|OS family||Linux (Unix-like)|
|Source model||Open source with proprietary components|
|Latest release||11 20130506 (Waldorf) / 6 May 2013|
|Package manager||dpkg, with several front-ends|
CrunchBang Linux (abbreviated #!) was a Linux distribution derived from Debian by Philip Newborough (who is more commonly known by his username, corenominal).
CrunchBang was designed to use comparatively few system resources. Instead of a desktop environment it used a customized implementation of the Openbox window manager. Many of its preinstalled applications used the GTK+ widget toolkit.
CrunchBang had its own software repository but drew the vast majority of packages from Debian's repositories.
Philip Newborough announced on 6 February 2015 that he had stopped developing CrunchBang and that users would benefit from using vanilla Debian. Some Linux distributions have arisen in its place in an effort to continue its environment. Among the most significant are BunsenLabs and CrunchBang++.
CrunchBang Linux provided an Openbox version for i686, i486 and amd64 architectures. Until October 2010 there also was a "Lite" version  with fewer installed applications. The "Lite" version was effectively discontinued after the distribution on which it was based – Ubuntu 9.04 – reached its end-of-life and CrunchBang prepared to switch to a different base system.
CrunchBang 10, made available in February 2011, was the first version based on Debian. The final version, CrunchBang 11, was made available on 6 May 2013.
Each CrunchBang Linux release was given a version number as well as a code name, using names of Muppet Show characters. The first letter of the code name was the first letter of the upstream Debian release (previously Debian Squeeze and CrunchBang Statler and currently Debian Wheezy and CrunchBang Waldorf).
In May 2013 Jim Lynch of desktoplinuxreviews.com reviewed CrunchBang 11:
Frankly, it’s one of the most functional and efficient distros available today. You can run it on top of the line hardware, or you can run it on older, slower machines. It’s a perfect choice for anyone who prefers functionality over form....These days it seems that lots of distros and other operating systems are adding tons of glitz and glitter to desktop interfaces. CrunchBang 11 does the complete opposite. Frankly, it’s a breath of fresh air and I enjoyed it. It was fast, stable and did what I wanted it to do. It never bogged me down in useless desktop drivel.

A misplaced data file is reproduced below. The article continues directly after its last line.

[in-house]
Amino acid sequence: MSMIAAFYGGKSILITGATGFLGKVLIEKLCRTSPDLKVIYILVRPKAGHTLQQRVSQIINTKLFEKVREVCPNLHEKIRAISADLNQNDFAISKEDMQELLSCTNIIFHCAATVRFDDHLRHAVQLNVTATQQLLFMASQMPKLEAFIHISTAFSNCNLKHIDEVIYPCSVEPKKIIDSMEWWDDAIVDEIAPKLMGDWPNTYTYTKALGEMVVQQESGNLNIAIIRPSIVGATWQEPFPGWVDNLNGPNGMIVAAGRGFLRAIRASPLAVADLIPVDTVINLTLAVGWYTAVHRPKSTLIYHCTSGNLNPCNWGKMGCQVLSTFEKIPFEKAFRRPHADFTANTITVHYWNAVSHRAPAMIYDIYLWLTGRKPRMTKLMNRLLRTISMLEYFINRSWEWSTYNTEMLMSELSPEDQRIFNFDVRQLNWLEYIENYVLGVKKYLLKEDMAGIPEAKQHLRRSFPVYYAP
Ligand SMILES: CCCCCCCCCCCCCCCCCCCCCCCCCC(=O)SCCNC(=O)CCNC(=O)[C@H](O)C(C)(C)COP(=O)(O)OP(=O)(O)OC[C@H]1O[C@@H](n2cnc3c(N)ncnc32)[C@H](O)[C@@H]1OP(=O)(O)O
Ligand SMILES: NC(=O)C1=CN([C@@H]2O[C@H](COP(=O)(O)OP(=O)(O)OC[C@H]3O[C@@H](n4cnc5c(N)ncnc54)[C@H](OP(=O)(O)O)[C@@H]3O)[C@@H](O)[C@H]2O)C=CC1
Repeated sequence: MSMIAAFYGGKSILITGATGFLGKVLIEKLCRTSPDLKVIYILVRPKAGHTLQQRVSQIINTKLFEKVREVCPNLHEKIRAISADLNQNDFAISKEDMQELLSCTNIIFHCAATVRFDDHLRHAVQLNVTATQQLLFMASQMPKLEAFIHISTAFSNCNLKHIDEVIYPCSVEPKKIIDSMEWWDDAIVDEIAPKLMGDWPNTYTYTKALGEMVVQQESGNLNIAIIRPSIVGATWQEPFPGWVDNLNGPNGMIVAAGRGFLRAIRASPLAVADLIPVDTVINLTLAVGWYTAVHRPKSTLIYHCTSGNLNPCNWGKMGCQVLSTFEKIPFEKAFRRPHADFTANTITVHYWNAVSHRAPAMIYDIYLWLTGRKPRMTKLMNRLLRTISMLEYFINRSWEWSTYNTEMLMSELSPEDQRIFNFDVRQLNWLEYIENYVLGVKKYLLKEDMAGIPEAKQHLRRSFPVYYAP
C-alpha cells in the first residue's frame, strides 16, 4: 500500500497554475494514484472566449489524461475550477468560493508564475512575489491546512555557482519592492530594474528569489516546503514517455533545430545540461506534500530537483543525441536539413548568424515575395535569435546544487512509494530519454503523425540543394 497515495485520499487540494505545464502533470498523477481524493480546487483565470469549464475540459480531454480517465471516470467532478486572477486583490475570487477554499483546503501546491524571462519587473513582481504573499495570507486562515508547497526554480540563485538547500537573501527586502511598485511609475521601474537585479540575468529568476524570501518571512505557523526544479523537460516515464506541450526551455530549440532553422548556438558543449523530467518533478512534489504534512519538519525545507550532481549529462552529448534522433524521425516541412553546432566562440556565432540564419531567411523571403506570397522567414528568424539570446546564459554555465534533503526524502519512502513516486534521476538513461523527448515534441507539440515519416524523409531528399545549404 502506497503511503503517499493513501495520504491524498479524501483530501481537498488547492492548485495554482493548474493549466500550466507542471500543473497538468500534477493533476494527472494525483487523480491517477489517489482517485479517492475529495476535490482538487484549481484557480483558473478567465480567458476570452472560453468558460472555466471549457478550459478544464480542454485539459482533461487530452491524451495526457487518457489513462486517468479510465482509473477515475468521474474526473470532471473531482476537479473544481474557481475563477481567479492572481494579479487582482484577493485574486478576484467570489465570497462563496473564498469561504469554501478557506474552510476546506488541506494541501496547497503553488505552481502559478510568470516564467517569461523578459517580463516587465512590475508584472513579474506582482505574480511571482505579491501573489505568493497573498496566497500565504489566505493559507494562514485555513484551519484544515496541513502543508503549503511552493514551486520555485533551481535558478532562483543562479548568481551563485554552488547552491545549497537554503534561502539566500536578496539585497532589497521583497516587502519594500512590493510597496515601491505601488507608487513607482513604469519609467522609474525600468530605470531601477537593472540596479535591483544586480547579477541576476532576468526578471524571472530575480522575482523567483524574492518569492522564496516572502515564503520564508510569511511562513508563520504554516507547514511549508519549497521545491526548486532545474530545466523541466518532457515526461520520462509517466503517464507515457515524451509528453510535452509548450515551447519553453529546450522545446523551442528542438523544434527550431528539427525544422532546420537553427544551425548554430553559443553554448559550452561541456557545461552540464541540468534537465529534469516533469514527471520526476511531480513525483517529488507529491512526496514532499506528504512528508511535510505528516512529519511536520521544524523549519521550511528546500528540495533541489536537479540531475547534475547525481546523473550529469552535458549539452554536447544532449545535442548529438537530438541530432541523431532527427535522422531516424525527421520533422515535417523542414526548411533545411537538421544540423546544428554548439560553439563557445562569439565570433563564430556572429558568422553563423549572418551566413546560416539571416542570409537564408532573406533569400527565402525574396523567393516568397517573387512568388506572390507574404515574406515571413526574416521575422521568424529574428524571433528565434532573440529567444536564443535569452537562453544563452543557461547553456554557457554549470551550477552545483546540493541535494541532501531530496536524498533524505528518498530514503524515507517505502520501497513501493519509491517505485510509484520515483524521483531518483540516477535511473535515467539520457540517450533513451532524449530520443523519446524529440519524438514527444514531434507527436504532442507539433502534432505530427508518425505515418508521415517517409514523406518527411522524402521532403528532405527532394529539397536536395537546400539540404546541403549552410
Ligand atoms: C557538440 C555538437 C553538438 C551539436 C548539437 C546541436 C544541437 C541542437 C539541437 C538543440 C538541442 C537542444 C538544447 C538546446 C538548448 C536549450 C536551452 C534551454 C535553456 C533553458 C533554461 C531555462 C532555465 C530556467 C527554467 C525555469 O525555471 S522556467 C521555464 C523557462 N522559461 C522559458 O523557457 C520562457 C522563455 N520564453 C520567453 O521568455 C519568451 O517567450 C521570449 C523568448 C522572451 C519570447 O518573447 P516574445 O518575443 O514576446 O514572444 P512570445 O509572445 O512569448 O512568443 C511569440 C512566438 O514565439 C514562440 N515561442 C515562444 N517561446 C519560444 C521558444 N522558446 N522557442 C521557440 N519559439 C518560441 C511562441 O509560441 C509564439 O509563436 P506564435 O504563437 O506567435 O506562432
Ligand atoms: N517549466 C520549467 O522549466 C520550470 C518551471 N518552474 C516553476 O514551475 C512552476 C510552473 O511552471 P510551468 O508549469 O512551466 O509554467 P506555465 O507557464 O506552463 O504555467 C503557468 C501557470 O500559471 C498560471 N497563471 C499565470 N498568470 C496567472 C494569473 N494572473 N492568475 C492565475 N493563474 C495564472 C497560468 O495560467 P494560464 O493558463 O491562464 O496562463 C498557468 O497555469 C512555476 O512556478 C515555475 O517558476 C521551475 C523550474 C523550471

Newborough announced in February 2015 that he was abandoning further development of CrunchBang Linux, feeling that it no longer served a purpose. Many users disagreed, and a number of them proceeded to develop successor distributions BunsenLabs, CrunchBang++ (#!++) and CrunchBang-Monara.
BunsenLabs Linux is a community-organized successor to Crunchbang. It is based on the Debian 10 (Buster) stable release. Between 17 and 30 September 2015, CrunchBang's domain began redirecting to BunsenLabs.
BunsenLabs is one of the few modern Debian-based live distributions that still offers a CD edition supporting 32-bit systems, with both the X Window System and a modern version of Firefox, making the distro useful for running on old computers with just around 1 GB of RAM.
The latest version, based on Debian 11, was released on 19 December 2022.
CrunchBang PlusPlus (#!++) was developed in response to Newborough's announcement of the end of CrunchBang. It is currently based on the Debian Bullseye (release 11.1) distribution. Release 1.0 was announced on 29 April 2015. A version based on Debian 10.0 was released on 8 July 2019. The version based on Debian 11.0 was released on 16 August 2021, and the version based on Debian 11.1 was released on 23 September 2021.
CrunchBang-Monara is another successor to CrunchBang. It is based on the Debian 8 stable release.